Bakewell is also keen to mention the contributions of women throughout and includes an entire chapter dedicated to female contributions to the Humanist tradition, along with biographical sketches of both Enlightenment figure Mary Wollstonecraft and Mary Augusta Ward (1851-1920). Ward’s late-19th century novel Robert Elsmere shows a clergyman transitioning to religious skepticism on the way to becoming a Humanist who sets up an alternative organization to a church, “based on meliorism and reform of conditions for the poor.”
Bakewell also mounts a vigorous response to the criticisms that emerged in the aftermath of World War II, when the anti-Humanist disasters of the first half of the 20th century prompted some writers to dismiss humanism as antiquated, hopelessly naïve, and irrelevant. Among them, French philosopher Michel Foucault nonetheless offered what Bakewell considers a “valuable overhaul service” to conventional Humanist thinking by highlighting structural inequities such as racism and colonialism that European Humanists had hitherto been “inclined to think too little about.”
The post-war reevaluation of traditional Humanism was undoubtably healthy and useful, Bakewell acknowledges. But if critiques such as those of Foucault forced humanists to take more serious account of cultural diversity and structural inequities, they were all too easily flipped over into “something more like a total rejection of liberal, Humanistic and Enlightenment values, as if these values were to blame for their own negation.” Bakewell terms this a “bizarre twist,” comparable to the notion that “car crashes will occur despite traffic lights, therefore traffic lights are to blame.”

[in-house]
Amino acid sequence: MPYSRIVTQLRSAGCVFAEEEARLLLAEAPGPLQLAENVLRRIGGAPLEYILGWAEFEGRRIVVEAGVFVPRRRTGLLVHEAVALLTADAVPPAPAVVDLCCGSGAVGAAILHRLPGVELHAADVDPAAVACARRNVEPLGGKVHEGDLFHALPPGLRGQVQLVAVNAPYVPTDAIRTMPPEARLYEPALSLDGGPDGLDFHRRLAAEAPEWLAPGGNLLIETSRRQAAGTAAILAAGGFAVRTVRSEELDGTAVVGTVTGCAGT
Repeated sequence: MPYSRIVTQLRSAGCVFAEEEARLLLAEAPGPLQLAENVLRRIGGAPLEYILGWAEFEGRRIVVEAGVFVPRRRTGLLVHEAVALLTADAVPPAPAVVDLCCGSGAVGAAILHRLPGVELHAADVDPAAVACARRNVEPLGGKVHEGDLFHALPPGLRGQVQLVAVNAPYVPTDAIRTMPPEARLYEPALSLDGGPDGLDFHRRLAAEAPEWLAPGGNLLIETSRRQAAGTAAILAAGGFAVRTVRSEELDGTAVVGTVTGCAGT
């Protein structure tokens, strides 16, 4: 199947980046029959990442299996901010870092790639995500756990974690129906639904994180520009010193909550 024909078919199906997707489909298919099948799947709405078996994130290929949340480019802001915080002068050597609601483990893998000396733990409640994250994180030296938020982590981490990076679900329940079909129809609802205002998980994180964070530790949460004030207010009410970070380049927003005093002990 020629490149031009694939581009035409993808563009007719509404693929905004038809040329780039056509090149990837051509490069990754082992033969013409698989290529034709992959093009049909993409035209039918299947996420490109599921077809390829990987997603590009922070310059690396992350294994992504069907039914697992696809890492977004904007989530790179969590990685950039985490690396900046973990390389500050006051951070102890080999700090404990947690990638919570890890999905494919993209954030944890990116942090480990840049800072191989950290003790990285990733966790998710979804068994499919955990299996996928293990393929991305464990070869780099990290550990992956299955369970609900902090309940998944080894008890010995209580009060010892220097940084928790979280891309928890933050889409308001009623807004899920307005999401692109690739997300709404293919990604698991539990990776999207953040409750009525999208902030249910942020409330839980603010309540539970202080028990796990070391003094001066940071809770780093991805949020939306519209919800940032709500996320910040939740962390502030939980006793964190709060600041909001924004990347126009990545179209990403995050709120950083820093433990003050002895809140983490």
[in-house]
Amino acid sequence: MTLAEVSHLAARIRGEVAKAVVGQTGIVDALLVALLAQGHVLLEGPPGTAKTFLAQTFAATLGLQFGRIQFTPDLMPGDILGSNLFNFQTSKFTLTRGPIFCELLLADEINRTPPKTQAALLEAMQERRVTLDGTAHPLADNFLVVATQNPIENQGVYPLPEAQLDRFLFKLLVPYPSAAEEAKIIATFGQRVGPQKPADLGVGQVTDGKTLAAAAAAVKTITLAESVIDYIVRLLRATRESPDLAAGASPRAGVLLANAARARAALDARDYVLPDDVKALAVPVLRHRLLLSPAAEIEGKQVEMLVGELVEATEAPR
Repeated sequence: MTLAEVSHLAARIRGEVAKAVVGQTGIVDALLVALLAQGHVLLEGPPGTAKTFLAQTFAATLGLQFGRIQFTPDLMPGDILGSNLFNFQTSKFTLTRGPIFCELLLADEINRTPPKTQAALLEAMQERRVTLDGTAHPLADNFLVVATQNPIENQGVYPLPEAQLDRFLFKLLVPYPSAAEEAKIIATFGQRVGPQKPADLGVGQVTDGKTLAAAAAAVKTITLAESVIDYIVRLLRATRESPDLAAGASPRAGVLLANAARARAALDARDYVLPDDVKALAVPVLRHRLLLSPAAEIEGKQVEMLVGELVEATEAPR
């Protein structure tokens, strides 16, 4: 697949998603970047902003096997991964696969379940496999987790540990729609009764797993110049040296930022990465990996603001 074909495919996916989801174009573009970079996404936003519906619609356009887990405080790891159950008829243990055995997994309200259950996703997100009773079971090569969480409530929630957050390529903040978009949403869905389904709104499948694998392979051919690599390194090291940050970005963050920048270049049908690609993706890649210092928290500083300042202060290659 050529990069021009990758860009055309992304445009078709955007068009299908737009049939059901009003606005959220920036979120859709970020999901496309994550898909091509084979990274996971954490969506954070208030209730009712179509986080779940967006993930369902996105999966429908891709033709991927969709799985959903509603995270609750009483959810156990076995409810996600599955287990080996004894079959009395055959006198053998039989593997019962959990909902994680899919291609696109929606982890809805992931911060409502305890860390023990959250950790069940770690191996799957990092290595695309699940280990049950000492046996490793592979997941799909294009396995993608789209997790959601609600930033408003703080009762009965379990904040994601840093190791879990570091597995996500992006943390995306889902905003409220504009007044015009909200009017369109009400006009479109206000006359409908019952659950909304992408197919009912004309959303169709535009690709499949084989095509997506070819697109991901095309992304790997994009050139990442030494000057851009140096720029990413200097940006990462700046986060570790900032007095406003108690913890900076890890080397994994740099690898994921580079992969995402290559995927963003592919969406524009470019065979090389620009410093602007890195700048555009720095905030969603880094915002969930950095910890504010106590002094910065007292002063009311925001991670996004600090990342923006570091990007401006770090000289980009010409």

One early example of how cultural diversity could shape Humanism was the 1948 Universal Declaration of Human Rights, which benefited from input and support from all corners of the globe. By bringing the perspectives of non-Western as well as Western countries to bear on its task of balancing rights and duties, individualism and community, the declaration offered an answer to the question whether one could speak of “anything ‘universal’ in humanity at all.” The resulting text, both Humanist and practical, was far more inclusive and culturally sensitive than any similar document of its time.